Syria’s coastal region has long been a major draw for domestic and Arab tourists. Increasing numbers of foreign holidaymakers are also winding their way up the coast. But while Tartous and Lattakia are well known, there is a wealth of attractions hidden away in coastal and mountain villages, as well as some of the country’s greenest scenery. Hiring a car for a couple of days is the best way to see these tucked-away places.
Grotto of lights
Dawayat Grotto, or the Grotto of Lights, takes its name from the five openings in the top of the cave which illuminate the space. The grotto is located 2km from Mashta Al-Helou, a summer resort village set on Helou Mountain about 45km from Tartous.
Filled with stalactites and stalagmites, the limestone cave also serves as a cool refuge from a hot summer’s day. According to locals, the cave was also used as a hiding place by Syrian independence fighters in their battles against the Ottoman and French armies.
“This is not an ordinary grotto, it is 20m years old,” a young man from Mashta al-Helou who offered to serve as my guide, said. “It is part of the beautiful Jeita Grotto in Lebanon.”
To prove his point, he led me to a dark hole at the end of the grotto which he said marks the beginning of a long tunnel leading to Jeita Grotto. He explained that the lack of oxygen in the tunnel prevents anyone from taking the shortcut, or testing the veracity of his claims.
Part of Jeita or not, kids will love to name what shapes the unique limestone rock formations resemble. Watch out for your heads and feet, however, as the grotto can be both narrow and slippery in places.
Dawayat Grotto is open daily from 6am to 11pm. Tickets, sold in a small souvenir shop next to the grotto, cost foreigners SYP 150 (USD 3.20) and Syrians SYP 50 (USD 1.06).
On top of the world
Reaching the shrine of Moula Hassan, located outside the mountain village of Qadmous, some 65km north-east of Tartous, is no easy task. A narrow and bumpy road dotted with green signs that read ‘God is Great: Hurry to Prayer and Good Deeds’ leads to the shrine which is surrounded by pine forest. The site also provides unparalleled views of one of the greenest areas in the country.
While the shrine generally attracts the faithful from surrounding villages, fresh mountain breeze, creaking of the surrounding trees and great view make it a popular picnic destination for locals – as evidenced by the barbeque grills stored behind the small stone building.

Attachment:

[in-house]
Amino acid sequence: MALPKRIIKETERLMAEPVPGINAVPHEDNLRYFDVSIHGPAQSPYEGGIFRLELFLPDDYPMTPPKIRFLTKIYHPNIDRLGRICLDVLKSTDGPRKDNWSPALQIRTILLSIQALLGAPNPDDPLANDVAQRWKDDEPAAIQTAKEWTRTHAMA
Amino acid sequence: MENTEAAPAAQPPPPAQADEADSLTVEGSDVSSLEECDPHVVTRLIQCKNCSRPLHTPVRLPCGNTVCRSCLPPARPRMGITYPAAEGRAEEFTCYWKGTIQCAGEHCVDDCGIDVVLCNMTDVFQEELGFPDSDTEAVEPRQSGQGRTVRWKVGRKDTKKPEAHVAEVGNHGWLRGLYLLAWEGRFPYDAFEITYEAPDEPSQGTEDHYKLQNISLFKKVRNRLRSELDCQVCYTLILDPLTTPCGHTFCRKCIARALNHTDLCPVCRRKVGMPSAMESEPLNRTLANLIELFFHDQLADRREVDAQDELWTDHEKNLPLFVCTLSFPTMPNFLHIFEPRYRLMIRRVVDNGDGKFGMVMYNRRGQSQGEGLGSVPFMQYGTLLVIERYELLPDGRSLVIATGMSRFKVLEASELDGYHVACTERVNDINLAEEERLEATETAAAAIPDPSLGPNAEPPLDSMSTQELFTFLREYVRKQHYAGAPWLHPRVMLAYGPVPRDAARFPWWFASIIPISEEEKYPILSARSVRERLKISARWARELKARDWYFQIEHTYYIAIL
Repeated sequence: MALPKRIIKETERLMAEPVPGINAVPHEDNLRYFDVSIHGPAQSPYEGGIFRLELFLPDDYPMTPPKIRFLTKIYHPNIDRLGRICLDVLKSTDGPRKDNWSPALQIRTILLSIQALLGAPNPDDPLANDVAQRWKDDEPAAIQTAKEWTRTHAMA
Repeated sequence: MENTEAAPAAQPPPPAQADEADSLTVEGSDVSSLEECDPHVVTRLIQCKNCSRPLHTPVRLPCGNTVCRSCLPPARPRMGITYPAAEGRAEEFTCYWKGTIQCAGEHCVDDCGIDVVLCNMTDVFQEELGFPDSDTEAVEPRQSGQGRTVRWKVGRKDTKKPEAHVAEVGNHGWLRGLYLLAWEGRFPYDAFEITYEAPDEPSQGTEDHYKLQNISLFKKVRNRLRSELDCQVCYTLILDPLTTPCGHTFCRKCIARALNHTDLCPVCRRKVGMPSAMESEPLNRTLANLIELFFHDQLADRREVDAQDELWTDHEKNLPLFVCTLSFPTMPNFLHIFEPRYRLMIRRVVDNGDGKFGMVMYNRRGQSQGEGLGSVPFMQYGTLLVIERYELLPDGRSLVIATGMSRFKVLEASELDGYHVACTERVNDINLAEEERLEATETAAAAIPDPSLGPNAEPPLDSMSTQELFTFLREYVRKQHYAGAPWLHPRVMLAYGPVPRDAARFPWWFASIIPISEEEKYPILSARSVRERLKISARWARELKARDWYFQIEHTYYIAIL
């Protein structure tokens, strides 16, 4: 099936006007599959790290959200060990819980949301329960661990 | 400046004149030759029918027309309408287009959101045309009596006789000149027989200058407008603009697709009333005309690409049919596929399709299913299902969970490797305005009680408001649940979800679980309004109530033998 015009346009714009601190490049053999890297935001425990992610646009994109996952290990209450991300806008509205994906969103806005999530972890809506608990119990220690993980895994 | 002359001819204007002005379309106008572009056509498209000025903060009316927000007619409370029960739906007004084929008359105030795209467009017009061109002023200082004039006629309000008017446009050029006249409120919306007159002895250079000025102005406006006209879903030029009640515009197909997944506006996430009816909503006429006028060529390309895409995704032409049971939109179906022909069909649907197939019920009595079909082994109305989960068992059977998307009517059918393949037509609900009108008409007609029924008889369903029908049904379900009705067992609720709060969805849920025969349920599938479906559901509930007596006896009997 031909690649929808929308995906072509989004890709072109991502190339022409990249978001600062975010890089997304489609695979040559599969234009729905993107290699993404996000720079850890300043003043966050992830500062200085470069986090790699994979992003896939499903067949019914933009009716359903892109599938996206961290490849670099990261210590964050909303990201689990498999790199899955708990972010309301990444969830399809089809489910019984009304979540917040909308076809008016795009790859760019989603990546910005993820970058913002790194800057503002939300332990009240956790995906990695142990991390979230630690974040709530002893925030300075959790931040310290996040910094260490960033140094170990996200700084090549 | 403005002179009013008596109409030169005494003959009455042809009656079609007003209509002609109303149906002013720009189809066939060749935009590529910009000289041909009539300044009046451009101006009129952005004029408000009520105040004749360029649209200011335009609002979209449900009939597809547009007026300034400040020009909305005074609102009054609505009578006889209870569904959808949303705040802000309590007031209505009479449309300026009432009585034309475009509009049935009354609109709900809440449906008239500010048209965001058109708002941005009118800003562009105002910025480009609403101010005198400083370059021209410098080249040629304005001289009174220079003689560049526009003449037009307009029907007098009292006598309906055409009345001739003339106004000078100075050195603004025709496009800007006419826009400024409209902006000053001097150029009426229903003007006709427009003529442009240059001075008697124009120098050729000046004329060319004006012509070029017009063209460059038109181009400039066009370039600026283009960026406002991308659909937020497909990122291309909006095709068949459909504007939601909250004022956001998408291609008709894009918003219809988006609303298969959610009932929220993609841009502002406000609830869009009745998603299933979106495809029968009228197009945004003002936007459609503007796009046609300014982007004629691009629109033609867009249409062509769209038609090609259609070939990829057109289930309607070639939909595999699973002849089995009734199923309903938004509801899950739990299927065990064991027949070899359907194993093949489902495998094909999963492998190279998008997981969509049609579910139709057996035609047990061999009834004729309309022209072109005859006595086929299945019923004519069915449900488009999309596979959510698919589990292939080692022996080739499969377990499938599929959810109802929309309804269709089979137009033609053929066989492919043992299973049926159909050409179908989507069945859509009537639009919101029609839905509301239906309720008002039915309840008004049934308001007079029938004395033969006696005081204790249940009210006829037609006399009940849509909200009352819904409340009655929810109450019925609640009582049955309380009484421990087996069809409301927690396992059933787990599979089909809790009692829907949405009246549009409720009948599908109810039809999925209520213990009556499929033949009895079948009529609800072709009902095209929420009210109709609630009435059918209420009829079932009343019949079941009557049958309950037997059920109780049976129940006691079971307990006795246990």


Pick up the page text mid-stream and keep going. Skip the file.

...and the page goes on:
The shrine is housed in a stone building decorated with flowers, green carpets and perfumed with incense. Depending on the day, visitors might be lucky enough to run into the shrine’s keeper who seems to be the only one who can tell you about its namesake. The best way to reach Moula Hassan shrine is by motorcycle or small car. Ask for directions in Qadmous.
A true rural experience
There is no better way to get to know Syria’s coastal countryside than by hiking from village to village. A great walk is the 22km stretch leading from the ruins of Hosn Suleiman, located in the village of the same name some 60km from Tartous, back to Safita, a bustling mountain town dominated by the world’s tallest surviving Crusader-era tower. For those who consider trekking 22km a little torturous, minibuses regularly drive up and down this road.
Leaving at sunrise from the ruins of Hosn Suleiman, a site of worship for a succession of cultures and religions since 2000 BC, is a great way to start the day. Before taking off, be sure to admire the huge stones, some as large as 3 by 5 metres and featuring Greek and Latin inscriptions.
Follow the main road and head for the village of Kafa Jawaya and stop to have breakfast at the local bakery. An elderly couple, Abbas Hellwe and Rajaa Ibrahim, serve a delicious homemade breakfast of Arabic breads including zaatar (crushed thyme with oil and sesame seeds spread on dough), muhammara (spicy pepper dip spread on dough) and endive leaves, washed down with sweet tea flavoured with cinnamon.